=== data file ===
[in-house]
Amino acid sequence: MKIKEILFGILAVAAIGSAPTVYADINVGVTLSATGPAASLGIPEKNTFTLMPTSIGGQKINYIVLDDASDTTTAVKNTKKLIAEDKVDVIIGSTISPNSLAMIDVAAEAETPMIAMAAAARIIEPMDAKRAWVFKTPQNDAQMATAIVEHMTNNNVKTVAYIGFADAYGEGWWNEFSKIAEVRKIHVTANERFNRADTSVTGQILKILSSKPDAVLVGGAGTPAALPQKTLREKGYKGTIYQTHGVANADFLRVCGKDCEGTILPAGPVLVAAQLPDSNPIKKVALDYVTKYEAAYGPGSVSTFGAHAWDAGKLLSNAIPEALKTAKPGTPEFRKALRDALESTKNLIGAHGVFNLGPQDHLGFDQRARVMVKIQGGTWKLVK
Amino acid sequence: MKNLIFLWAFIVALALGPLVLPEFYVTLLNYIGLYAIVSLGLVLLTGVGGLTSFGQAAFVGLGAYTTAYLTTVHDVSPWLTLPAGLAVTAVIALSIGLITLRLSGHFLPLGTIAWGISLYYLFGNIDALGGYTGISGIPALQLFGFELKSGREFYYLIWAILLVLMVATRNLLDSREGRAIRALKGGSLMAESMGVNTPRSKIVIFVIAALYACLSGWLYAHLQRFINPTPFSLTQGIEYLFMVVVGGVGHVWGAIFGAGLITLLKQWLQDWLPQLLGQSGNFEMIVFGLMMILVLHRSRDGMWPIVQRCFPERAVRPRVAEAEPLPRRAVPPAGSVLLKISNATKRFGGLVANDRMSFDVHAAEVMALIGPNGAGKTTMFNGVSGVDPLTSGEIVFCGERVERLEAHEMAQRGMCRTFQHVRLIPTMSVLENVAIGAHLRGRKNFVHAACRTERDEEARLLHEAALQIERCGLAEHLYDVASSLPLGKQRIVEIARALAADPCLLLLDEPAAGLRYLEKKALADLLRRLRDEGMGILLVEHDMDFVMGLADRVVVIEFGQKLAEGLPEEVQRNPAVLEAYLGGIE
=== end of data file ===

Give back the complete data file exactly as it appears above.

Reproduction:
[in-house]
Amino acid sequence: MKIKEILFGILAVAAIGSAPTVYADINVGVTLSATGPAASLGIPEKNTFTLMPTSIGGQKINYIVLDDASDTTTAVKNTKKLIAEDKVDVIIGSTISPNSLAMIDVAAEAETPMIAMAAAARIIEPMDAKRAWVFKTPQNDAQMATAIVEHMTNNNVKTVAYIGFADAYGEGWWNEFSKIAEVRKIHVTANERFNRADTSVTGQILKILSSKPDAVLVGGAGTPAALPQKTLREKGYKGTIYQTHGVANADFLRVCGKDCEGTILPAGPVLVAAQLPDSNPIKKVALDYVTKYEAAYGPGSVSTFGAHAWDAGKLLSNAIPEALKTAKPGTPEFRKALRDALESTKNLIGAHGVFNLGPQDHLGFDQRARVMVKIQGGTWKLVK
Amino acid sequence: MKNLIFLWAFIVALALGPLVLPEFYVTLLNYIGLYAIVSLGLVLLTGVGGLTSFGQAAFVGLGAYTTAYLTTVHDVSPWLTLPAGLAVTAVIALSIGLITLRLSGHFLPLGTIAWGISLYYLFGNIDALGGYTGISGIPALQLFGFELKSGREFYYLIWAILLVLMVATRNLLDSREGRAIRALKGGSLMAESMGVNTPRSKIVIFVIAALYACLSGWLYAHLQRFINPTPFSLTQGIEYLFMVVVGGVGHVWGAIFGAGLITLLKQWLQDWLPQLLGQSGNFEMIVFGLMMILVLHRSRDGMWPIVQRCFPERAVRPRVAEAEPLPRRAVPPAGSVLLKISNATKRFGGLVANDRMSFDVHAAEVMALIGPNGAGKTTMFNGVSGVDPLTSGEIVFCGERVERLEAHEMAQRGMCRTFQHVRLIPTMSVLENVAIGAHLRGRKNFVHAACRTERDEEARLLHEAALQIERCGLAEHLYDVASSLPLGKQRIVEIARALAADPCLLLLDEPAAGLRYLEKKALADLLRRLRDEGMGILLVEHDMDFVMGLADRVVVIEFGQKLAEGLPEEVQRNPAVLEAYLGGIE